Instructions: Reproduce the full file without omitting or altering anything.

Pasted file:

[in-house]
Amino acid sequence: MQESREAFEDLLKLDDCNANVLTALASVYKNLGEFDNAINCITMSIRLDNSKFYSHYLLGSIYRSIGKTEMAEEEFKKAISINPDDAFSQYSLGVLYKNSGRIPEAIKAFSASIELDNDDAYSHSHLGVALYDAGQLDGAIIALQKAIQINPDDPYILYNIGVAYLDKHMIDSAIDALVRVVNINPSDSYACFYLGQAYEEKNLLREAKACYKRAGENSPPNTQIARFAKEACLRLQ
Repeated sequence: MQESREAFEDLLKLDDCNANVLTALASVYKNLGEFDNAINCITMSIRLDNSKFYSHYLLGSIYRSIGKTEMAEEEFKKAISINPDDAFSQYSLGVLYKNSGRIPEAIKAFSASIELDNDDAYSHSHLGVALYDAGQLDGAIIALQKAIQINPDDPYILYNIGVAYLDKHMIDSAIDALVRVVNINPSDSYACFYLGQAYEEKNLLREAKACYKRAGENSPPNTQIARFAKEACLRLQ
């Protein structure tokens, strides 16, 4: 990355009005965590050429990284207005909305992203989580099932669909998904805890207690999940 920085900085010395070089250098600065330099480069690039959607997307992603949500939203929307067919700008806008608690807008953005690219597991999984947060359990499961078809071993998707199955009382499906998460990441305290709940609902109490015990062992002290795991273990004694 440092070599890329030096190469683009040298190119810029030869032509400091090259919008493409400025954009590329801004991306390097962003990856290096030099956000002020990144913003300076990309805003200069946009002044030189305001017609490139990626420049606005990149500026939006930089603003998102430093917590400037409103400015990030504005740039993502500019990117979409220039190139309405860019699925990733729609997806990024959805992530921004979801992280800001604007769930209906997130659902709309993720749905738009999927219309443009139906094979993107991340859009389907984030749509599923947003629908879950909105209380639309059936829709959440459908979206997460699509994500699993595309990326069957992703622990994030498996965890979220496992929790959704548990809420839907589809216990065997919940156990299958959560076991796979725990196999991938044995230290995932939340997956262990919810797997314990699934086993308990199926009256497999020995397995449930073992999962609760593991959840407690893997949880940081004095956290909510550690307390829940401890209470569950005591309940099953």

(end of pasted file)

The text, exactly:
[in-house]
Amino acid sequence: MQESREAFEDLLKLDDCNANVLTALASVYKNLGEFDNAINCITMSIRLDNSKFYSHYLLGSIYRSIGKTEMAEEEFKKAISINPDDAFSQYSLGVLYKNSGRIPEAIKAFSASIELDNDDAYSHSHLGVALYDAGQLDGAIIALQKAIQINPDDPYILYNIGVAYLDKHMIDSAIDALVRVVNINPSDSYACFYLGQAYEEKNLLREAKACYKRAGENSPPNTQIARFAKEACLRLQ
Repeated sequence: MQESREAFEDLLKLDDCNANVLTALASVYKNLGEFDNAINCITMSIRLDNSKFYSHYLLGSIYRSIGKTEMAEEEFKKAISINPDDAFSQYSLGVLYKNSGRIPEAIKAFSASIELDNDDAYSHSHLGVALYDAGQLDGAIIALQKAIQINPDDPYILYNIGVAYLDKHMIDSAIDALVRVVNINPSDSYACFYLGQAYEEKNLLREAKACYKRAGENSPPNTQIARFAKEACLRLQ
């Protein structure tokens, strides 16, 4: 990355009005965590050429990284207005909305992203989580099932669909998904805890207690999940 920085900085010395070089250098600065330099480069690039959607997307992603949500939203929307067919700008806008608690807008953005690219597991999984947060359990499961078809071993998707199955009382499906998460990441305290709940609902109490015990062992002290795991273990004694 440092070599890329030096190469683009040298190119810029030869032509400091090259919008493409400025954009590329801004991306390097962003990856290096030099956000002020990144913003300076990309805003200069946009002044030189305001017609490139990626420049606005990149500026939006930089603003998102430093917590400037409103400015990030504005740039993502500019990117979409220039190139309405860019699925990733729609997806990024959805992530921004979801992280800001604007769930209906997130659902709309993720749905738009999927219309443009139906094979993107991340859009389907984030749509599923947003629908879950909105209380639309059936829709959440459908979206997460699509994500699993595309990326069957992703622990994030498996965890979220496992929790959704548990809420839907589809216990065997919940156990299958959560076991796979725990196999991938044995230290995932939340997956262990919810797997314990699934086993308990199926009256497999020995397995449930073992999962609760593991959840407690893997949880940081004095956290909510550690307390829940401890209470569950005591309940099953």